The root causes of poor health experienced by many who live in low-income neighborhoods—such as the lack of access to health care, limited food choices and exposure to environmental hazards—are well documented, but often go beyond the scope of the health care delivery system. But that is beginning to change.
The health sector has begun to collaborate with the community development sector, which for decades has been working in low-income neighborhoods. Encouraging local and national examples of these new partnerships abound. They include an effort in Seattle, Washington, to reduce exposure to allergens and irritants among low-income asthmatic children, and a $500 million federal program to finance the operation of grocery stores in what have previously been urban “food deserts.”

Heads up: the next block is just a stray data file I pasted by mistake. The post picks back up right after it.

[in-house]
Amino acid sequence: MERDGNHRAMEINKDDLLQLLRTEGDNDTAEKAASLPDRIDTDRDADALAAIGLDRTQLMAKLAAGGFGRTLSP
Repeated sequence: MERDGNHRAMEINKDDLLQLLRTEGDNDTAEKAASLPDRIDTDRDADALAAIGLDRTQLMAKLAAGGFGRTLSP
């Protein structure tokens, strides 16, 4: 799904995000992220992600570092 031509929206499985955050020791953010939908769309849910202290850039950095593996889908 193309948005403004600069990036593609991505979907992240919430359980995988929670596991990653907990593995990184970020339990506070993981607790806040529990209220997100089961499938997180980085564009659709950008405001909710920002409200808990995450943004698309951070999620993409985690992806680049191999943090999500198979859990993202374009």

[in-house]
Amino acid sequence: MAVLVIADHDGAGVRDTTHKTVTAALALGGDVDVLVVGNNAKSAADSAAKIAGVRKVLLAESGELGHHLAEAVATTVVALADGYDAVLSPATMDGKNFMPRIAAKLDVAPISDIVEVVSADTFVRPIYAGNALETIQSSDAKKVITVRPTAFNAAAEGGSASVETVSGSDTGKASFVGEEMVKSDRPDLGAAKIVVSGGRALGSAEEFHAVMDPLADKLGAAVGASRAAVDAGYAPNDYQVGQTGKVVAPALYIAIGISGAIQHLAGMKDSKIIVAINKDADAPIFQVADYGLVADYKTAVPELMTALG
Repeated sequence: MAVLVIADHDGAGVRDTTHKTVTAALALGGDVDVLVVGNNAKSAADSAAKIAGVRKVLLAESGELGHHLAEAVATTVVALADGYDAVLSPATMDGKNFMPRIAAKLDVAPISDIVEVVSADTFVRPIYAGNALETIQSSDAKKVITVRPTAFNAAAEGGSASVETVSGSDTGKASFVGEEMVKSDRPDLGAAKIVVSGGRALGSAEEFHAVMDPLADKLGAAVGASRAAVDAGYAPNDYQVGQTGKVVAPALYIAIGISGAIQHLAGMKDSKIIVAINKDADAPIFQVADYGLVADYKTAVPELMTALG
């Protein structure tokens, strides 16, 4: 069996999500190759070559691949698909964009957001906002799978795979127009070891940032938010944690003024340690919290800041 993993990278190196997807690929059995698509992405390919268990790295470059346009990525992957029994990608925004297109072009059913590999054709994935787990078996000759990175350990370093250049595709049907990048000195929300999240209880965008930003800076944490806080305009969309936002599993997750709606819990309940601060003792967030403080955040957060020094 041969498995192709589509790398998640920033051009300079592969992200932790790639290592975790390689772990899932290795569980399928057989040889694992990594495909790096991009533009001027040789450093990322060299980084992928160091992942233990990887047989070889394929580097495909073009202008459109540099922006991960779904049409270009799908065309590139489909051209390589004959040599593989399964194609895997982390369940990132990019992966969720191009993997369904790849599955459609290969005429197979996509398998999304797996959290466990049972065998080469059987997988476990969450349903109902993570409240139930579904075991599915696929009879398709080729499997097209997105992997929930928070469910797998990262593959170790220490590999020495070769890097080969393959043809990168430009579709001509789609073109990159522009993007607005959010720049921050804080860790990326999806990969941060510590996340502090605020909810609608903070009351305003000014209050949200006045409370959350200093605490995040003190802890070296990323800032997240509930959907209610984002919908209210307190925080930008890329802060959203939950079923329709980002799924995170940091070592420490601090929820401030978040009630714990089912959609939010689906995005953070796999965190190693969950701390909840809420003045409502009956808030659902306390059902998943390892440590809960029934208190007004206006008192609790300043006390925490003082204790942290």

To nurture such efforts, the Robert Wood Johnson Foundation, the Federal Reserve System and others have sponsored a series of “healthy community” forums in U.S. cities. In this article we explore the growing partnerships between the health and community development sectors as well as the challenges they face, and we offer policy recommendations that might help them succeed.